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India should accept UN Rights Body Recommendations, demands HRW  

Monday June 09, 2014

HUMAN RIGHTS, INDIA, ATROCITY, AFSPA  

However, “on other crucial human rights issues, the response of Indian government was misleading”, said Human Rights Watch supplementing with an example such as, “the Indian government, in responding to concerns that an anti-torture bill was still awaiting parliamentary approval, suggested that existing laws have sufficient prohibitions against torture!”

 

HNF Correspondent

 
 

Citing at the existing Indian legislations and policies as grossly insufficient in regard to protecting human rights in the country, the Human Rights Watch (HRW) urged that India should make serious efforts to carry out the recommendations made by United Nations Rights body.

“India should accept the recommendations by United Nations member states at the UN’s Universal Periodic Review (UPR) to address the country’s most serious human rights problems”, said a HRW report.

It’s to be noted that India will submit its responses to the 169 recommendations made at its second review on May 24, 2012 during the September 2012 session of the UN Human Rights Council.

 

‘The wide-ranging recommendations call upon India to ratify multinational treaties against torture and enforced disappearances, repeal the much-abused Armed Forces Special Powers Act, impose a moratorium on the death penalty, introduce an anti-discrimination law, and protect the rights of women, children, Dalits, tribal groups, religious minorities, and other groups at risk. The Indian government has promised a “comprehensive response” to these recommendations’, said the HRW report.

“The Indian government should make a serious effort to carry out these recommendations instead of simply pointing to existing legislation or policies,” said Meenakshi Ganguly, South Asia director at Human Rights Watch adding, “What’s needed is a strong commitment to transparency and accountability to protect human rights.”

The Periodic Review (UPR) is the mechanism set to examine the human rights records of all 192 UN member states. The mechanism provides an opportunity for each state, every four years, to present its actions in direction of improving respect for human rights in its own country. Each country’s UPR has a final document with conclusions and recommendations. India’s first review was in 2008 and only a few of the recommendations were properly carried out by the government.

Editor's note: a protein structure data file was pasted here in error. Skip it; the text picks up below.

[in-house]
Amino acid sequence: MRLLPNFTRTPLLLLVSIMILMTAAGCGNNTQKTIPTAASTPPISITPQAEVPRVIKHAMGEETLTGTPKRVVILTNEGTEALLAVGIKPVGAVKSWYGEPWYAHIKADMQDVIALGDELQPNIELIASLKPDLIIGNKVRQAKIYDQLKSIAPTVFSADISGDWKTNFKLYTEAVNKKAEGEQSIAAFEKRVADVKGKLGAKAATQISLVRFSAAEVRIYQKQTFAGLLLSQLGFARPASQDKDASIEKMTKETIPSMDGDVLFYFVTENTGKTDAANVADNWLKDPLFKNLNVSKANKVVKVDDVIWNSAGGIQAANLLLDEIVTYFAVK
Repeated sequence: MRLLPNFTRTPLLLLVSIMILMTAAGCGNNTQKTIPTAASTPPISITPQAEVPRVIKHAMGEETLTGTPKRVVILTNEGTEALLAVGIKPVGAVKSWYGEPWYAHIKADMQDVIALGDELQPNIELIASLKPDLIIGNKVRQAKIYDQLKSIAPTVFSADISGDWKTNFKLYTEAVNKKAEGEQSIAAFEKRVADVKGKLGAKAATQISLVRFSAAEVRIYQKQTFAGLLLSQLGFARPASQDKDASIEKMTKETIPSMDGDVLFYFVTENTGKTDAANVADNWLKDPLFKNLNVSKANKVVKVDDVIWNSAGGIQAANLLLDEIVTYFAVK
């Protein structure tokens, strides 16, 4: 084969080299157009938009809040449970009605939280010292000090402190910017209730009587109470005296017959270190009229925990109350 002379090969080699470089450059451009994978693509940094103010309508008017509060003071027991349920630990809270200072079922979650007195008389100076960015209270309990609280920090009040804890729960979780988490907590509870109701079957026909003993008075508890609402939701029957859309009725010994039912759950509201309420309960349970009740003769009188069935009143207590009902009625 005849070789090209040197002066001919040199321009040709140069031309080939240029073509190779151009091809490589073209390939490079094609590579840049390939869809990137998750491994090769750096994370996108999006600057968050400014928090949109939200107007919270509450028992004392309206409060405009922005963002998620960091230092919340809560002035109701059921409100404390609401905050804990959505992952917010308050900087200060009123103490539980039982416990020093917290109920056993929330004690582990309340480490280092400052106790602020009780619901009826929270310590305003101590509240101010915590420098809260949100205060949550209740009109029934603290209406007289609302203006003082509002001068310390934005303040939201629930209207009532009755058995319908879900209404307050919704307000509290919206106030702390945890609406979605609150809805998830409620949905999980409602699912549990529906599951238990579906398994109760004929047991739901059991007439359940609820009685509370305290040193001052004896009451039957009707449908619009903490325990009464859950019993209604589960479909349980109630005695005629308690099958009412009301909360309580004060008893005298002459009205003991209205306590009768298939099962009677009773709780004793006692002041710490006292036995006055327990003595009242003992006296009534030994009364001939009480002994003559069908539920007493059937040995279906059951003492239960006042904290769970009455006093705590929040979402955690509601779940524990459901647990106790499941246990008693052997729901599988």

Mentioning about the recent positive human rights development, the Indian government set out the fundamental rights provided by the constitution, judicial pronouncements, the Right to Information Act, the Mahatma Gandhi National Rural Employment Guarantee Act, the Right to Education Act of 2009, and the National Food Security Bill, during the 2012 review, to demonstrate its commitment to protect human rights.

“The Indian government said that child labour had declined by 45 percent over the last five years though the statistic needs serious verification since many children work undetected in homes and shops. The government also made a commitment to strengthen enforcement of laws to prevent domestic violence. Supporting to the 2009 Delhi High Court judgment decriminalizing consensual sex between adults of the same sex, the government explained that transgender people in India are now being listed as “other” rather than “male” or “female” on electoral rolls and voter identity cards,” HRW report mentioned.

However, “on other crucial human rights issues, the response of Indian government was misleading”, said Human Rights Watch supplementing with an example such as, “the Indian government, in responding to concerns that an anti-torture bill was still awaiting parliamentary approval, suggested that existing laws have sufficient prohibitions against torture!”

“The Indian government is well aware of the rampant beatings, sexual assault, and other torture in Indian police stations and should be working hard to pass the anti-torture law,” Ganguly said highlighting that “the urgent need for police reform and accountability simply isn’t being addressed under existing laws.”

Condemning the enforcement of AFSPA as felicitation of abuses, HRW report said, “The Indian government downplayed abuses by the security forces asserting that most complaints of army and paramilitary abuses were found to be false and, further, said that the act had been upheld by the Supreme Court. But the government failed to note that it has ignored measures to prevent abuses outlined in the Supreme Court ruling.”

“The AFSPA, even though rarely grants any right to arrest people without warrant and detain them without time limits, and forbids prosecution of soldiers without approval from the central government, it provide effective immunity to the members of the Armed Forces for torture and other crimes by, even, restricting the National Human Rights Commission to investigate allegations of torture and other crimes by Armed Forces” pointed HRW.

Human Rights Watch, in its submission before the UPR, called upon India to engage substantially on issues relating to rights of women and to announce comprehensive steps to address concerns about child labour, child sexual abuse, and trafficking.

Mentioning the view of India on the death penalty that said, “it only applied in rarest of rare cases,” HRW appealed, India should join the growing community of nations that have endorsed the UN General Assembly resolution calling for a moratorium on the use of the death penalty.

 
 

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